The merits of this student sorting system depend on the perception that testing has merits, that it gauges something of relevance. On the other hand, if the public ever gets around to critically examining the tests that result in this fine slicing and discovers (if they are as badly written as university entrance exams) that the rubric by which students are divided actually has little to do with their ability to learn or skills they will need after graduation, the system will lose its perception of validity and therefore its function.  The coherence of the cohorts that make up HS classes will be threatened by the shattering of the impression that those students and only those students deserve to be there.

To me, a test which requires students to have attended cram schools just to know the material covered is already invalid, testing the ability of families to afford cram schools rather than the learning ability of their children.  According to the blog of a cram school in the Fuji area:



There are questions [on the HS entrance exams] which exceed the level of school textbooks.

For entrance examinations, you need to develop applied skills.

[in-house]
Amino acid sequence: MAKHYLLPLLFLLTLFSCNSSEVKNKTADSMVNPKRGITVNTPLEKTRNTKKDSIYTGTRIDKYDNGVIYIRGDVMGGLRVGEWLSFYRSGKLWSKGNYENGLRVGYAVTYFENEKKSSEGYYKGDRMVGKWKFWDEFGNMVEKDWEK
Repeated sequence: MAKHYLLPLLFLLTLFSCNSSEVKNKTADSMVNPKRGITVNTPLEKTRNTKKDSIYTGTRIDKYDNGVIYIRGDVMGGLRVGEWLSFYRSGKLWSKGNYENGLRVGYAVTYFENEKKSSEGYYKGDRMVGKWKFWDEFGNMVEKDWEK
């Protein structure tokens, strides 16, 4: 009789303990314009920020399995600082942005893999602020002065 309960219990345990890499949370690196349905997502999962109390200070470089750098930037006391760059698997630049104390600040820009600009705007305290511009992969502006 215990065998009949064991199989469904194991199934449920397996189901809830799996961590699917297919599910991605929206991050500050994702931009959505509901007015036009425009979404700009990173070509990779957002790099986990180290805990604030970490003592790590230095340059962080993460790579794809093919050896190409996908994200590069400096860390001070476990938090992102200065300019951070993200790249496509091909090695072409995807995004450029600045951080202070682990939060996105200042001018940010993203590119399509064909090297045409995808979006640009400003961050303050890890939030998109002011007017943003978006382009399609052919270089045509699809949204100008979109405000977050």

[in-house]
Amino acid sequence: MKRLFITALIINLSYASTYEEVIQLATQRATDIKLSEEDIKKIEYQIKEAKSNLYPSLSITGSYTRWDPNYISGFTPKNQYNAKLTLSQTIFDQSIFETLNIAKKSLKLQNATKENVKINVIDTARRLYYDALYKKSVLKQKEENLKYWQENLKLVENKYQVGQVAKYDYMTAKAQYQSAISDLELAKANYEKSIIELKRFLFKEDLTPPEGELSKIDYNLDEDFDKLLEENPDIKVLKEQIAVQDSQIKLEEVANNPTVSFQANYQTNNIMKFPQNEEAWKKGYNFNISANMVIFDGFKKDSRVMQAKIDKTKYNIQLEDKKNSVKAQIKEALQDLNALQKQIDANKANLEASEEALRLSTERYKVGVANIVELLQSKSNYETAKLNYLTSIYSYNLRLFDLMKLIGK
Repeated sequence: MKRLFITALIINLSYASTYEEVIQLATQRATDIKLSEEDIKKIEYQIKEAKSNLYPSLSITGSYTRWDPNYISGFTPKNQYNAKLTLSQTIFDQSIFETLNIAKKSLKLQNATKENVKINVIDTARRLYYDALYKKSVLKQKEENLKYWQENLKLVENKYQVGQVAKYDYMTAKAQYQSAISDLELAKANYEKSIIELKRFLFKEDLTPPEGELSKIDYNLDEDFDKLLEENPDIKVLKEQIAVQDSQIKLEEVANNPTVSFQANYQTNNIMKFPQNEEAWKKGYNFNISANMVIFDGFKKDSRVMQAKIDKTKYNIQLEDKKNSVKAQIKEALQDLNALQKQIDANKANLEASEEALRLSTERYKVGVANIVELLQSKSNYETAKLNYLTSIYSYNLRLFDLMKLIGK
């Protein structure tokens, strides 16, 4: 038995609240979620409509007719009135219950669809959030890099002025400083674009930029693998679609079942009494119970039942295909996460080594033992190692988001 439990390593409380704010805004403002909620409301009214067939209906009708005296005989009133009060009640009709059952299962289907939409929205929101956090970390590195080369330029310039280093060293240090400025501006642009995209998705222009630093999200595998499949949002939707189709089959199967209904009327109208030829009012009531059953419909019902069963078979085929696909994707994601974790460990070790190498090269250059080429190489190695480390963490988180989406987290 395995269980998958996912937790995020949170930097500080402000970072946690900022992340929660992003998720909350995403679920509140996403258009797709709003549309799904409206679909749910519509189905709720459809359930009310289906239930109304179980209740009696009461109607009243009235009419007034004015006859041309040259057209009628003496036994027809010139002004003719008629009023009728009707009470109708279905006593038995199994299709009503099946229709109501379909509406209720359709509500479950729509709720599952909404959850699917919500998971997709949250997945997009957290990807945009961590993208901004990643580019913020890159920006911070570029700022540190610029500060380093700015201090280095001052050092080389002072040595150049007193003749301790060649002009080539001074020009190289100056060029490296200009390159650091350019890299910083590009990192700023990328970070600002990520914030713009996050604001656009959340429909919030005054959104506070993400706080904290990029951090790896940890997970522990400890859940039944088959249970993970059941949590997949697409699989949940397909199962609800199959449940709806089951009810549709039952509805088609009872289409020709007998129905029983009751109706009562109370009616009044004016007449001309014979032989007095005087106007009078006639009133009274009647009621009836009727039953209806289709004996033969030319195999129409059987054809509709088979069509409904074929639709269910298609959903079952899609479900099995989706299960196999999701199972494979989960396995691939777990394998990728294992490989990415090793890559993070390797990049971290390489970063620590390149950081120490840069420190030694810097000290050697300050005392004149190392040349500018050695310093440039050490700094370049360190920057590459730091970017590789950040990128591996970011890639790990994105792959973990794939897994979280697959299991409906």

For the moment, the public apparently buys into the legitimacy of HS entrance examinations that measure dedication to the exams themselves and is willing to shoulder the additional burden that places on families in order for their children to succeed.  Ironically, in my experience working-class families whose economic burden for cram school is a proportionally larger part of their income are much less likely to question the merits of this system, instead blaming themselves for not devoting themselves more to academics in their youth or their parents for not giving them opportunities to study (a phrase I’ve heard is 親が行かせてくれなかった oya ga ikasete kurenakatta, “My parents didn’t let me go [to cram school]”).  These parents redouble their efforts to succeed vicariously through their own children, forgoing vacations to send them to cram schools for 夏期講習 kakikoushuu “summer session”, and contributing to a society-wide ratcheting up of the statistical mean scores that determine school placement in the first place, meaning no one child gains an advantage from the proliferation of after-school cramming.  If you accept either that these exams are valid or that you individually can’t do anything about them, you certainly don’t want to be the only parent whose child doesn’t have the extra help.